Defense Date

2013

Document Type

Thesis

Degree Name

Master of Environmental Studies

Department

Environmental Studies

First Advisor

Greg Garman

Second Advisor

Will Shuart

Third Advisor

Daniel McGarvey

Fourth Advisor

Todd Lookingbill

Abstract

The (Plethodon nettingi) Cheat Mountain Salamander is a rare and endangered species that relies heavily on (Picea rubens) Red Spruce for habitat. P. rubens communities on the Cheat Mountain range in West Virginia have been disturbed by fires and logging, and regeneration of P. rubens stands are central to the survival of the P. netting. A supervised and unsupervised landscape classification of three Landsat images over the past 26 years was conducted to analyze change in P. rubens communities on Cheat Mountain Range. Change detection results revealed that from 1986-2012 a 52% growth increase of P. rubens stands, 18% loss, and 29% stayed the same over the last 26 years. P. rubens stands are vital habitat to the rare and endangered P. netting and regrowth of P. rubens is vital in restoring the habitat of the salamander on the Cheat Mountain. The regrowth of P. rubens on the Cheat Mountain range is critical to the survival of the P. nettingi. Identifying critical forest as it relates to salamander habitat is essential for conservation efforts. Since not all P. rubens stands are of equal significance to the P. nettingi, it is important to identify and map those that adhere to their stringent habitat needs as defined by forest fragmentation, aspect, slope, and lithology. I used spatial analysis and remote sensing techniques to define critical forest characteristics by applying a forest fragmentation model utilizing morphological image analysis, northeast and southwest aspects, moderate slopes, and limestone lithology. Patches were ranked based on this quantitative model and key P. rubens stands identified using spatial statistics. The results could aid in prioritizing research areas as well as conservation planning in regards to P. rubens and the P. nettingi. In this study, the MaxEnt modeling framework was used to predict habitat suitability for P. rubens under current conditions and under two future climate change scenarios. P. rubens distribution data was acquired from the U.S Geological Survey. Both the IPCC A1B and A2 emission scenarios of the HadCM3 global circulation model were projected to years 2040-2069 and 2070-2099. Results showed that a substantial decline in the suitability of future P. rubens habitat on the Cheat Mountain is likely under both climate change scenarios, particularly at lower elevations. By the end of the century, P. rubens is likely to be extirpated from the Cheat Mountain Range. By the end of century, the A1B and A2 scenarios predict the average habitat suitability for P. rubens on Cheat Mountain will be 0.0002 and 0.00004 respectively. Conservation as well as species migration efforts for P. rubens should be focused on areas such as Cheat Mountain to preserve this vital habitat.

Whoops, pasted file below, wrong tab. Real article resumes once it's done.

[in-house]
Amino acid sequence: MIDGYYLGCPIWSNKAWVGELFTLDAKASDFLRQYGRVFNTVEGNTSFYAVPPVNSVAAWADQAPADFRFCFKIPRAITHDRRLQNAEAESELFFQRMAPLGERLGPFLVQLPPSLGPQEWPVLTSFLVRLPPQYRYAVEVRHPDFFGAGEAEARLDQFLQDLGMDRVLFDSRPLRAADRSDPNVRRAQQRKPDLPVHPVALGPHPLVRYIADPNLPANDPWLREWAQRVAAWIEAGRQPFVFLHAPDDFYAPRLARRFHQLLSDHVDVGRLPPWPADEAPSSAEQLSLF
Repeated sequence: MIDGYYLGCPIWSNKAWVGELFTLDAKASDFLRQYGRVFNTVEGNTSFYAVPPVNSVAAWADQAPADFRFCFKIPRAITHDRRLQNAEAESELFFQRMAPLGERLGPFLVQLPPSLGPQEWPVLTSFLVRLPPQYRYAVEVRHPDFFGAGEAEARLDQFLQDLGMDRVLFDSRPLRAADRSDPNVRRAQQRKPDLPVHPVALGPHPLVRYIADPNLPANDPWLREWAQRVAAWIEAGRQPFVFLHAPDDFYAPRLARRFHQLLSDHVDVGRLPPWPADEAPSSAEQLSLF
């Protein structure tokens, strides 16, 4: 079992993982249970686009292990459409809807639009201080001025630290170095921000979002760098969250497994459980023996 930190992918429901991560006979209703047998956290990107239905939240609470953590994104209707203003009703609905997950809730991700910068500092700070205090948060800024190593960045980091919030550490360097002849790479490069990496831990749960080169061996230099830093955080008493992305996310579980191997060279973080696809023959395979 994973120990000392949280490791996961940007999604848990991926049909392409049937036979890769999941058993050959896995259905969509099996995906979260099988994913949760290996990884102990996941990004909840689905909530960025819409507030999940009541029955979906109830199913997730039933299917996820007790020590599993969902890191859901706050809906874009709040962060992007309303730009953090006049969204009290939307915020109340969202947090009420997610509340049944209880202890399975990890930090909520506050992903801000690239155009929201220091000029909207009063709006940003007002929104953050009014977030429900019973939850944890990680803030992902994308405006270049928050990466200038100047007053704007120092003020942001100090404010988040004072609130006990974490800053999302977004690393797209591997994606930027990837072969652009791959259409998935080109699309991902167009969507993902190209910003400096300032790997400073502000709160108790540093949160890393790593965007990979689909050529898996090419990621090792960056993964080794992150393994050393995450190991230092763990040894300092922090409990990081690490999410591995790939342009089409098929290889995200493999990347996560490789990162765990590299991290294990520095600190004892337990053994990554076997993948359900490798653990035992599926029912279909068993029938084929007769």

Rights

© The Author

Is Part Of

VCU University Archives

Is Part Of

VCU Theses and Dissertations

Date of Submission

May 2013

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